But, things that have helped:
It’s okay to stop and do house chores.. If you’re like me, taking a moment to tidy up is a huge mental break, that keeps other anxieties down. So go ahead, wash that dish.

create a work zone My place is pretty small, but I’ve set aside a corner where work occurs. It still doesn’t feel right to be doing work here, but it feels better than the rest of the apartment.

2 Likes

This point was SUPER important to me the first time I had a work from home job. I quickly realized that working off of my laptop in random parts of my house wasn’t productive at all, and allowed me to get distracted way too often. It really depends on your personality, and how good you are at controlling your attention, but for me, I need to specifically have a room or a corner that is the “Work Zone”.

2 Likes

I worked at a grocery store for about a year or so (solidarity with my Grocery Workers Union brethren) and I wish I could tip y’all. You put up with a staggering amount of nonsense.

1 Like

This is the thing I enjoy most about working from home. My partner has a hard time doing dishes and laundry, but she ends up doing those chores simply because she’s the one at home. But when I’m working at home, I can do those chores instead whenever there’s a lull! It even feels more like a break than a chore when I’m doing dishes instead of staring at Slack or whatever.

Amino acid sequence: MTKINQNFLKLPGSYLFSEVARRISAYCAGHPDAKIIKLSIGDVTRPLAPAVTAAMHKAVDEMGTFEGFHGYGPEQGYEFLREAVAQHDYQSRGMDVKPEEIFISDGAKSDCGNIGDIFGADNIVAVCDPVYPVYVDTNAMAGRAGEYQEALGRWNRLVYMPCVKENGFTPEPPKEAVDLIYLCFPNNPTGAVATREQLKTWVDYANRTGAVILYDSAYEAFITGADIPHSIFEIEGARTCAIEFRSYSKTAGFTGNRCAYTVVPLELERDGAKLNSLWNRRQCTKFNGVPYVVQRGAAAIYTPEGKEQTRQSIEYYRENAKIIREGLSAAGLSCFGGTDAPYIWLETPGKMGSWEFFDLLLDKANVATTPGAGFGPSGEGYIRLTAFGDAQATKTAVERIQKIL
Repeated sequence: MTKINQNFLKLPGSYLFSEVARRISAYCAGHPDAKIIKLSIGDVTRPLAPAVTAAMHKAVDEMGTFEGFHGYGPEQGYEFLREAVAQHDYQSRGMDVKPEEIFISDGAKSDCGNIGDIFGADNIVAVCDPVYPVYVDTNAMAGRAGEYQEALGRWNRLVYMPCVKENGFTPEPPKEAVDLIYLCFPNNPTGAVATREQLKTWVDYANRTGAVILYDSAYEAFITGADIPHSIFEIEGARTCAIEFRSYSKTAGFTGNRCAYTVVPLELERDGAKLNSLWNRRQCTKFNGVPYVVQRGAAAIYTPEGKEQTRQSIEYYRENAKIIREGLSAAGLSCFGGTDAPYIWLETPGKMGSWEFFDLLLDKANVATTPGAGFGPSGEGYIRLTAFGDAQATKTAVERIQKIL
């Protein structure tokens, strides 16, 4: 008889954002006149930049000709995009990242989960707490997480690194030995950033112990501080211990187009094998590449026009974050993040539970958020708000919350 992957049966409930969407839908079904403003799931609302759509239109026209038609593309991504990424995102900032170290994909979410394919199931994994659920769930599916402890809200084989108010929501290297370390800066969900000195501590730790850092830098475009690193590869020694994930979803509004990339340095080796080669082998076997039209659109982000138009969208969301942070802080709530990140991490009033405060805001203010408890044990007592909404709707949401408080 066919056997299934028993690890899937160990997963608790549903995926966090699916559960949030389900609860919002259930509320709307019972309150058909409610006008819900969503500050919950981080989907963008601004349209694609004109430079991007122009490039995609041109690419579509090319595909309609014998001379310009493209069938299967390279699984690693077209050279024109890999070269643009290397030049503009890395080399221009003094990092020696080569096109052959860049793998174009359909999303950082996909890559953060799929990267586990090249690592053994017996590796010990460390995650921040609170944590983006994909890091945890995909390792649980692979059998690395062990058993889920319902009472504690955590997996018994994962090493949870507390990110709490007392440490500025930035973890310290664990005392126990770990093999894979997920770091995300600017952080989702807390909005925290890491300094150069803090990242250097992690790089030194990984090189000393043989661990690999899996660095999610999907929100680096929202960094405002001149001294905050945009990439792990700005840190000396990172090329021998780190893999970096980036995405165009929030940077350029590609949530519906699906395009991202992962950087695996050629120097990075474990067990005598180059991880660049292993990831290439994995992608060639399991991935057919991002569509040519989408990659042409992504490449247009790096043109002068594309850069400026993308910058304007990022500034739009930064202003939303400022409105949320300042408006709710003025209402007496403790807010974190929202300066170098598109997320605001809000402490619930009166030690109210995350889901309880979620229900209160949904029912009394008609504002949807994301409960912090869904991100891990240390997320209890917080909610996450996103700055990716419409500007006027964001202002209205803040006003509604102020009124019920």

2 Likes

I’ve been a full-time WFH person for about two years (was part-time before that for longer) and all of the advice here so far is fantastic—lots of stuff I wish I’d heard when I started out. I have a couple of things to add, and also some things to echo.

  1. As @Wazanator said, get dressed in the morning. Have a morning routine. People sometimes talk about working from home like they roll out of bed and stay in their sleep clothes all day—trust me, that will drive you into a spiral faster than anything else. You need to create separation between your work and all the normal functions of your life. Having a morning routine is the easiest way to do that.
    (That’s not to say you can’t wear sweats or pajamas or whatever if you really want to—you just need to put on a different pair.)

  2. Everything @DarthTythus said about maintaining a normal routine. Figure out what hours work for you. Figure out what space works for you. If your living situation allows it, don’t work where you sleep or eat (this is not something I’ve been able to do, but it’s great if you can do it). Maintain boundaries between the time you’re on for work and the time you’re off—consuming entertainment, eating meals, etc. Try not to let those things overlap with each other.